Sadler's Wells: Undance
Helen Wallace reviews the world premiere of a much-talked-about collaboration between Mark-Anthony Turnage, Wayne McGregor and Mark Wallinger
- Article Type: | Blog |
It’s not everyday a conceptual artist dictates the scenario for a choreographer and a composer to create a dance… rarer still for it to work out. They called it a ‘supergroup’, but three could so easily have been a crowd. Instead Wayne McGregor and Mark-Anthony Turnage submitted to Mark Wallinger’s intricate concept of ‘undoing’ movement – and produced a dance of exhilarating simplicity.
The starting point was Eadweard Muybridge’s ground-breaking photographs of human movement on a grid, alongside sculptor Richard Serra’s list of verbs, his own bid to get back to first principles. Wallinger threw in Newton’s laws of motion and the idea that the United Nations initials in a war zone signified ‘un-’ – a hopeless intention to undo the wrongs, unwind time.
If that sounds like too much conceptual freight, Turnage distilled it into a score of visceral, dynamic impact. In eight short, highly contrasted episodes he explored duality of action – to dig and twist, to jump and hammer, to slide and fall – and of sonority too: winds against strings, mallet instruments against brass, a bowed viola flickering with a plucked harp string. Melodies interlocked and crawled around each other; good old-fashioned canon played its part.
It was a choreographer’s dream: a brusque, imposing opening saw the Random Dance troupe, dressed to look like Muybridge’s naked subjects, run on, shadowed by themselves filmed on a grid, time-lapsed, mirrored or sometimes ahead of them. There were ‘equal and opposite reactions’ between couples in intricate, mechanic discourse, while shades of Hollywood swing animated another section. The concept of ‘undoing’ wasn’t sufficiently mined in the choreography, though McGregor’s dazzling invention never fails him.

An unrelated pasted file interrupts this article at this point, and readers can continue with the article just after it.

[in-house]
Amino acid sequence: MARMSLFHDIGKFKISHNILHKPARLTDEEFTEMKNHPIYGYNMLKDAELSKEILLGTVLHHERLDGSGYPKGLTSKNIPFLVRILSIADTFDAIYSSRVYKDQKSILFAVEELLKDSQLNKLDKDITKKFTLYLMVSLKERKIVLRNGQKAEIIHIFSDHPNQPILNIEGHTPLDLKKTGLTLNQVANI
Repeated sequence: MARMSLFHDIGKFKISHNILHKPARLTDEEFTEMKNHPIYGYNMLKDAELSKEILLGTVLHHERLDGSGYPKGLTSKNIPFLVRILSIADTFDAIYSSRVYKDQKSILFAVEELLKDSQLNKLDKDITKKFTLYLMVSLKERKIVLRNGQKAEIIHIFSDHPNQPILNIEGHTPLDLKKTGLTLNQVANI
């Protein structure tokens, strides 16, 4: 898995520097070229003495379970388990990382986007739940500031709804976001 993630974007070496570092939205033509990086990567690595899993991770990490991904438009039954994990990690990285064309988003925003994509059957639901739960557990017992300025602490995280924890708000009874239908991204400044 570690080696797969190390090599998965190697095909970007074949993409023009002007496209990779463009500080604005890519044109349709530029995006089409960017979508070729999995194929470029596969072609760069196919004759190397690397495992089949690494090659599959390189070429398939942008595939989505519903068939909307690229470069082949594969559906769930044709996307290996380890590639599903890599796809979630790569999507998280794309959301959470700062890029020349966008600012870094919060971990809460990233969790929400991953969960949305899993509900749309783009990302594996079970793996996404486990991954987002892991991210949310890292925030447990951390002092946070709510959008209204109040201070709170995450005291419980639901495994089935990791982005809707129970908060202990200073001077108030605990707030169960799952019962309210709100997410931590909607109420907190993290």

Turnage’s inimitable voice – blues-infused, grandly lyric – has lost the congestion that briefly muddied some scores and emerged as sharp and fresh as his earliest works, but with a new, burning flow. A performance of the powerful Twice through the Heart (1997) sung by Sarah Connolly, with the impressive Undance Band conducted by Tim Murray, is a fine example of his writing at its most opulent. Connolly was mesmerising as the abused woman who has killed her husband, transferring the prison of her home to an actual cell in Jackie Kay’s coruscating poem.
I still wonder whether this ‘opera’ voice is what he originally envisaged for this work: it cries out for some rawer, more damaged quality. Connolly’s movements were deftly woven by McGregor into an extraordinary space of 3D projection by OpenEndedGroup, in which organic forms grew towards us as spectres and nightmares encroached on her mind, objects from the house dissolving and dispersing. Just as 3D is losing its shine at the cinema, live theatre uncovers an intriguing new potential.
UNDANCE/Twice Through the Heart is on at Sadler's Wells, London is on until 3 December
Helen Wallace is consultant editor of BBC Music Magazine